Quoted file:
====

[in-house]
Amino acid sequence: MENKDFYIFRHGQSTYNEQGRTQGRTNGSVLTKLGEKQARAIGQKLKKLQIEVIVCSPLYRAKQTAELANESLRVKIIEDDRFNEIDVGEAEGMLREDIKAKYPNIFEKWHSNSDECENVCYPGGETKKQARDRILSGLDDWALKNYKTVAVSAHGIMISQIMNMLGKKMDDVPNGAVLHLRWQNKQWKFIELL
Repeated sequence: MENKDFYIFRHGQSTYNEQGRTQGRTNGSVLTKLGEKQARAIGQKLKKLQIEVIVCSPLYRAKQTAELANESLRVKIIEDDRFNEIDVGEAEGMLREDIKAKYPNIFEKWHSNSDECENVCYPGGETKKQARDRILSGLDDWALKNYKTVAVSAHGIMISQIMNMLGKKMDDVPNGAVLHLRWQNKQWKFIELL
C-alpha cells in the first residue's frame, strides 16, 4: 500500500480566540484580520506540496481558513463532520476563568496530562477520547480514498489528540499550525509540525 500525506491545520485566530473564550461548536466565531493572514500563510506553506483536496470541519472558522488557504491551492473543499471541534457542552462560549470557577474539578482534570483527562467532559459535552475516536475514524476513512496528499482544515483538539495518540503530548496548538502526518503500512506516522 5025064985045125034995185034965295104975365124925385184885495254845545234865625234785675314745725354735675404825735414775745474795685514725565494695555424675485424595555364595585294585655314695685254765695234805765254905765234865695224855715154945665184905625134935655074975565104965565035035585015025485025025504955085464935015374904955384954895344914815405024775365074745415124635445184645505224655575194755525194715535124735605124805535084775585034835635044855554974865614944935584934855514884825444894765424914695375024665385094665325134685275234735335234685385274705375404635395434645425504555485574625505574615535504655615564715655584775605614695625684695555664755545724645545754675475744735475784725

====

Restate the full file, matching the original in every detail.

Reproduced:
[in-house]
Amino acid sequence: MENKDFYIFRHGQSTYNEQGRTQGRTNGSVLTKLGEKQARAIGQKLKKLQIEVIVCSPLYRAKQTAELANESLRVKIIEDDRFNEIDVGEAEGMLREDIKAKYPNIFEKWHSNSDECENVCYPGGETKKQARDRILSGLDDWALKNYKTVAVSAHGIMISQIMNMLGKKMDDVPNGAVLHLRWQNKQWKFIELL
Repeated sequence: MENKDFYIFRHGQSTYNEQGRTQGRTNGSVLTKLGEKQARAIGQKLKKLQIEVIVCSPLYRAKQTAELANESLRVKIIEDDRFNEIDVGEAEGMLREDIKAKYPNIFEKWHSNSDECENVCYPGGETKKQARDRILSGLDDWALKNYKTVAVSAHGIMISQIMNMLGKKMDDVPNGAVLHLRWQNKQWKFIELL
C-alpha cells in the first residue's frame, strides 16, 4: 500500500480566540484580520506540496481558513463532520476563568496530562477520547480514498489528540499550525509540525 500525506491545520485566530473564550461548536466565531493572514500563510506553506483536496470541519472558522488557504491551492473543499471541534457542552462560549470557577474539578482534570483527562467532559459535552475516536475514524476513512496528499482544515483538539495518540503530548496548538502526518503500512506516522 5025064985045125034995185034965295104975365124925385184885495254845545234865625234785675314745725354735675404825735414775745474795685514725565494695555424675485424595555364595585294585655314695685254765695234805765254905765234865695224855715154945665184905625134935655074975565104965565035035585015025485025025504955085464935015374904955384954895344914815405024775365074745415124635445184645505224655575194755525194715535124735605124805535084775585034835635044855554974865614944935584934855514884825444894765424914695375024665385094665325134685275234735335234685385274705375404635395434645425504555485574625505574615535504655615564715655584775605614695625684695555664755545724645545754675475744735475784725